‘No’ vote in New Caledonia independence referendum a pyrrhic victory for loyalists
6 Oct 2020|

New Caledonia’s second independence referendum might have delivered a majority for staying with France, but support for independence along ethnic lines strengthened significantly, meaning there can be no viable future for the territory without collaboration across the independence divide.

The second of up to three votes in New Caledonia’s self-determination process again returned a majority for staying with France: 53.26% voted ‘no’ against and 46.74% voted ‘yes’ for independence. But it was independence groups that gained the most from this vote, increasing their support by 3.4 points over that of the November 2018 vote, in which they won 43.3% of the vote to the ‘no’ camp’s 56.7%.

The turnout this time, at 86%, was even larger than the historic high of 81% in 2018, and it’s clear the increase came from independence party efforts. Once again, their support was overwhelmingly in the Northern and Loyalty Islands Provinces (which have a large proportion of indigenous Kanak voters) but increased even in the ‘no’ stronghold of Noumea, in the predominantly loyalist Southern Province.

Independence parties succeeded in halving the votes separating the ‘yes’ from the ‘no’, from 18,000 in 2018 to just under 10,000, despite an overall increase in the number of eligible voters from 174,165 to 180,899. Independence leaders say they received support from non-traditional voters, suggesting that some non-Kanak islanders (Polynesians and others who are usually loyalist voters) voted ‘yes’.

Voting was generally peaceful, although some loyalists claimed independence supporters’ enthusiastic gatherings and flag-waving were intimidating, something noted by the electoral commission but deemed not likely to have changed the result. The strong turnout and presence of UN observers mitigates the likelihood of the result being contested.

Under the 1998 Noumea Accord, negotiated to prevent a return to violence by delaying the vote until 2018, up to three votes can be held while ever the result is ‘no’ to independence. With two ‘no’ votes now recorded, a call for a third vote can be made in six months, if one-third of the local congress agrees. Independence parties hold well over a third of seats and say they’ll proceed to a third vote. Even if a third referendum yields another ‘no’ vote, discussions must be held with all parties about the future.

Although this campaign was marked by profound polarisation on both sides and loyalists showed shock as they learned the result on territory television, one promising glimmer was that by the day before the vote, statements by the major loyalist and independence parties alike referred to the importance of a shared future for all New Caledonians.

Party reactions to the outcome were predictable. The most hardline loyalists, who left the negotiating table before the last referendum, now favour convening a dialogue within the next six months rather than holding a third referendum. Independence leaders, while expressing a continued willingness to hold talks, reaffirmed their commitment to a third vote and to independence for their country.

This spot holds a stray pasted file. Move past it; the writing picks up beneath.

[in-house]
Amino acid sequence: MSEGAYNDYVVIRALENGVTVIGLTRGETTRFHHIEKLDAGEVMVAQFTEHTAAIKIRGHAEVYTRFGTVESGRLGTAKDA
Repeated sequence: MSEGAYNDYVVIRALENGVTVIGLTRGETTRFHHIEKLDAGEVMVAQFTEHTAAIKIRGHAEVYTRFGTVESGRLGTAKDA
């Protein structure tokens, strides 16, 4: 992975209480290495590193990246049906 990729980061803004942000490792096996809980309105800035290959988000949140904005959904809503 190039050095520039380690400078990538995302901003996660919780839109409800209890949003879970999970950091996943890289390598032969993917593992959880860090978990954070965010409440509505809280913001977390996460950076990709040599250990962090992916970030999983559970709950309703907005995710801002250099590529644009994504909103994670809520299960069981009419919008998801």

France’s leaders have been restrained in their public comments so far. In contrast to 2018, when he travelled to Noumea to give a major speech, President Emmanuel Macron remained silent during the campaign. When asked about the referendum in parliament, Prime Minister Jean Castex referred to the impartiality of the government and the free vote of New Caledonians.

Macron was more measured in his public response to the outcome than in 2018, when he expressed pride in the decision to remain with France. Instead, he referred to the ‘success’ of the ‘second democratic rendezvous’. ‘As head of the French Republic’, he expressed ‘profound gratitude’ and ‘humility’, welcoming ‘this sign of confidence in the Republic’. He affirmed France’s neutrality.

Notwithstanding loyalist opposition to a third referendum, Macron said that it was up to the local congress to decide, and that France would organise one if that was the choice. He noted that the French constitution’s temporary provisions arising from the Noumea Accord would be either replaced by longer term ones after 2022 if New Caledonia remained in France, or withdrawn in the event of independence.

Macron said that the time had come to address the concrete implications of all scenarios and that each side must agree to reconsider and understand the consequences of either outcome. In a first for a French president handling New Caledonia, and adding further possible complexities, he asked the national French political parties to define their visions for the future of New Caledonia.

Finally, Macron said New Caledonia had two years to define not only its governance but its future. Refraining from dictating an outcome, he summarised the vision of New Caledonia that he had projected in May 2018 (which at the time he framed as within France), simply noting the challenges of the Indo-Pacific, economic development, climate change, education, agriculture, industry, energy, tourism and marine resources, regional engagement, day-to-day security, and gender equality.

The focus now is on dialogue to overcome New Caledonia’s deep ethnic rifts and redefine its future as temporary agreements expire.